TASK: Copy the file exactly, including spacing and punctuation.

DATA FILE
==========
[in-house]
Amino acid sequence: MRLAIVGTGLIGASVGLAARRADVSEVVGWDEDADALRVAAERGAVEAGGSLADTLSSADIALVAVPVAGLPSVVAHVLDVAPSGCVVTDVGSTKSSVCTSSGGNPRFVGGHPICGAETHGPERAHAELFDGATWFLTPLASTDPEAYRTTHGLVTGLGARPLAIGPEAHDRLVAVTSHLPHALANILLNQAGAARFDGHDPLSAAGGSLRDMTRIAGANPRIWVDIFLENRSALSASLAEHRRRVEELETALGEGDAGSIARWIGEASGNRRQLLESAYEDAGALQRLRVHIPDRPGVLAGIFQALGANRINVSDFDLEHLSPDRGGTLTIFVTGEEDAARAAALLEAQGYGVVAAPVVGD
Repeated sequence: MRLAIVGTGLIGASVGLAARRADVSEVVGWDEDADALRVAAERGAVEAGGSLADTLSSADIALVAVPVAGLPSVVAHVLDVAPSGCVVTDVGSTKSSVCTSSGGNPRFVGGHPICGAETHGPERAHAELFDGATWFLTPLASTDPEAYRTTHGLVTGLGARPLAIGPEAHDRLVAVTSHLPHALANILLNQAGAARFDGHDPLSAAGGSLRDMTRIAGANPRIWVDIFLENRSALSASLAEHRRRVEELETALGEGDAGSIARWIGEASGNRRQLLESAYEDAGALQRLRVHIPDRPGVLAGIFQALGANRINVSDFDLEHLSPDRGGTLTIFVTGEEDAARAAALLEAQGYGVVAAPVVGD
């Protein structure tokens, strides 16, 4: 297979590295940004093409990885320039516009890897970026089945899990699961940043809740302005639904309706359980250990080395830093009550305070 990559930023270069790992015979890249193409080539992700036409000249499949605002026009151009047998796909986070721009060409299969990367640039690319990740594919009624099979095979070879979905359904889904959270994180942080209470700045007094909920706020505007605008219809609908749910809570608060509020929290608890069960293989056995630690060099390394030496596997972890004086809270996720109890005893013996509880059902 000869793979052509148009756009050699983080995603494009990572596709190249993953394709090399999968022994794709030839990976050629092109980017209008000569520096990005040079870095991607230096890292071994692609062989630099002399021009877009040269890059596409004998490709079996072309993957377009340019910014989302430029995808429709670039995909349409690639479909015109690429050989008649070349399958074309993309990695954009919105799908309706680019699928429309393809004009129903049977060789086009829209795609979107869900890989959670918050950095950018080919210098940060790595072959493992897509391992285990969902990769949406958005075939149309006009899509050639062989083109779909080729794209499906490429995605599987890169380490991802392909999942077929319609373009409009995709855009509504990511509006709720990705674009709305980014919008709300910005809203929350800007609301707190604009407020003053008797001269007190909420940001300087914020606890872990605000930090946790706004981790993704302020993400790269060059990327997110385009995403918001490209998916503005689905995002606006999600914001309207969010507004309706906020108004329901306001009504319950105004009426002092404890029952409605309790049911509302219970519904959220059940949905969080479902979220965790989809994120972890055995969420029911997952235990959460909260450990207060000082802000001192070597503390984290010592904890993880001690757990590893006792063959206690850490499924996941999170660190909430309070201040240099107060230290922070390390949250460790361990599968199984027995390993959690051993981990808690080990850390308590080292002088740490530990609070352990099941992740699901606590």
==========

[in-house]
Amino acid sequence: MRLAIVGTGLIGASVGLAARRADVSEVVGWDEDADALRVAAERGAVEAGGSLADTLSSADIALVAVPVAGLPSVVAHVLDVAPSGCVVTDVGSTKSSVCTSSGGNPRFVGGHPICGAETHGPERAHAELFDGATWFLTPLASTDPEAYRTTHGLVTGLGARPLAIGPEAHDRLVAVTSHLPHALANILLNQAGAARFDGHDPLSAAGGSLRDMTRIAGANPRIWVDIFLENRSALSASLAEHRRRVEELETALGEGDAGSIARWIGEASGNRRQLLESAYEDAGALQRLRVHIPDRPGVLAGIFQALGANRINVSDFDLEHLSPDRGGTLTIFVTGEEDAARAAALLEAQGYGVVAAPVVGD
Repeated sequence: MRLAIVGTGLIGASVGLAARRADVSEVVGWDEDADALRVAAERGAVEAGGSLADTLSSADIALVAVPVAGLPSVVAHVLDVAPSGCVVTDVGSTKSSVCTSSGGNPRFVGGHPICGAETHGPERAHAELFDGATWFLTPLASTDPEAYRTTHGLVTGLGARPLAIGPEAHDRLVAVTSHLPHALANILLNQAGAARFDGHDPLSAAGGSLRDMTRIAGANPRIWVDIFLENRSALSASLAEHRRRVEELETALGEGDAGSIARWIGEASGNRRQLLESAYEDAGALQRLRVHIPDRPGVLAGIFQALGANRINVSDFDLEHLSPDRGGTLTIFVTGEEDAARAAALLEAQGYGVVAAPVVGD
């Protein structure tokens, strides 16, 4: 297979590295940004093409990885320039516009890897970026089945899990699961940043809740302005639904309706359980250990080395830093009550305070 990559930023270069790992015979890249193409080539992700036409000249499949605002026009151009047998796909986070721009060409299969990367640039690319990740594919009624099979095979070879979905359904889904959270994180942080209470700045007094909920706020505007605008219809609908749910809570608060509020929290608890069960293989056995630690060099390394030496596997972890004086809270996720109890005893013996509880059902 000869793979052509148009756009050699983080995603494009990572596709190249993953394709090399999968022994794709030839990976050629092109980017209008000569520096990005040079870095991607230096890292071994692609062989630099002399021009877009040269890059596409004998490709079996072309993957377009340019910014989302430029995808429709670039995909349409690639479909015109690429050989008649070349399958074309993309990695954009919105799908309706680019699928429309393809004009129903049977060789086009829209795609979107869900890989959670918050950095950018080919210098940060790595072959493992897509391992285990969902990769949406958005075939149309006009899509050639062989083109779909080729794209499906490429995605599987890169380490991802392909999942077929319609373009409009995709855009509504990511509006709720990705674009709305980014919008709300910005809203929350800007609301707190604009407020003053008797001269007190909420940001300087914020606890872990605000930090946790706004981790993704302020993400790269060059990327997110385009995403918001490209998916503005689905995002606006999600914001309207969010507004309706906020108004329901306001009504319950105004009426002092404890029952409605309790049911509302219970519904959220059940949905969080479902979220965790989809994120972890055995969420029911997952235990959460909260450990207060000082802000001192070597503390984290010592904890993880001690757990590893006792063959206690850490499924996941999170660190909430309070201040240099107060230290922070390390949250460790361990599968199984027995390993959690051993981990808690080990850390308590080292002088740490530990609070352990099941992740699901606590």